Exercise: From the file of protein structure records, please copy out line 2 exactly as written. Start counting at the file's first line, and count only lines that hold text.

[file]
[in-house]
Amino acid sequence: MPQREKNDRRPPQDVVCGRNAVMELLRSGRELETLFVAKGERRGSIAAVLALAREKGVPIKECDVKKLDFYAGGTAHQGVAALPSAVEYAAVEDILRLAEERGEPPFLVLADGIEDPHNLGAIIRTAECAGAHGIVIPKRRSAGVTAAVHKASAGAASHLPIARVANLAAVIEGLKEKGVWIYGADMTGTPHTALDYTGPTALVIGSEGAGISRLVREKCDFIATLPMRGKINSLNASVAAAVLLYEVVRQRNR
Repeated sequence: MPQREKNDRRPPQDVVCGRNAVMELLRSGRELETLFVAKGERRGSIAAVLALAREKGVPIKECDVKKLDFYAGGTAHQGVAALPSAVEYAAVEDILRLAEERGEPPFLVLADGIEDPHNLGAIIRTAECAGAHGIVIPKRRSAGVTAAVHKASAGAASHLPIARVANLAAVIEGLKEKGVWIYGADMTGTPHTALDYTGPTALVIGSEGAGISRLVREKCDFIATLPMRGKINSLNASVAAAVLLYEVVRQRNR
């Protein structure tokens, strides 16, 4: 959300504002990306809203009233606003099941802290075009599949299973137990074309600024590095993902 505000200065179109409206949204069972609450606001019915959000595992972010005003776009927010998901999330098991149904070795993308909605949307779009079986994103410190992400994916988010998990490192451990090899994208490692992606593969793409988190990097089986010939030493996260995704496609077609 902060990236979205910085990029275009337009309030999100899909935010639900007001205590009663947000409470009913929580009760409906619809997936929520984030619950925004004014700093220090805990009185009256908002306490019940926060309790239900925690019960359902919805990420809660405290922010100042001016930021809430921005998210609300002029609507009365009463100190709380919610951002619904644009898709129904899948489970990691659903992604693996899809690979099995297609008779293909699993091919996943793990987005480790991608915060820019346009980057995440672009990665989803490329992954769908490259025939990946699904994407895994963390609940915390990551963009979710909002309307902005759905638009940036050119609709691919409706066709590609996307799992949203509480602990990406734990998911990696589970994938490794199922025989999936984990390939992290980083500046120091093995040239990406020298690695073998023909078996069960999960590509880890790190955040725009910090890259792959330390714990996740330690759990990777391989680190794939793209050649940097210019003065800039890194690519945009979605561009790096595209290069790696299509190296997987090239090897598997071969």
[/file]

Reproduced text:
Amino acid sequence: MPQREKNDRRPPQDVVCGRNAVMELLRSGRELETLFVAKGERRGSIAAVLALAREKGVPIKECDVKKLDFYAGGTAHQGVAALPSAVEYAAVEDILRLAEERGEPPFLVLADGIEDPHNLGAIIRTAECAGAHGIVIPKRRSAGVTAAVHKASAGAASHLPIARVANLAAVIEGLKEKGVWIYGADMTGTPHTALDYTGPTALVIGSEGAGISRLVREKCDFIATLPMRGKINSLNASVAAAVLLYEVVRQRNR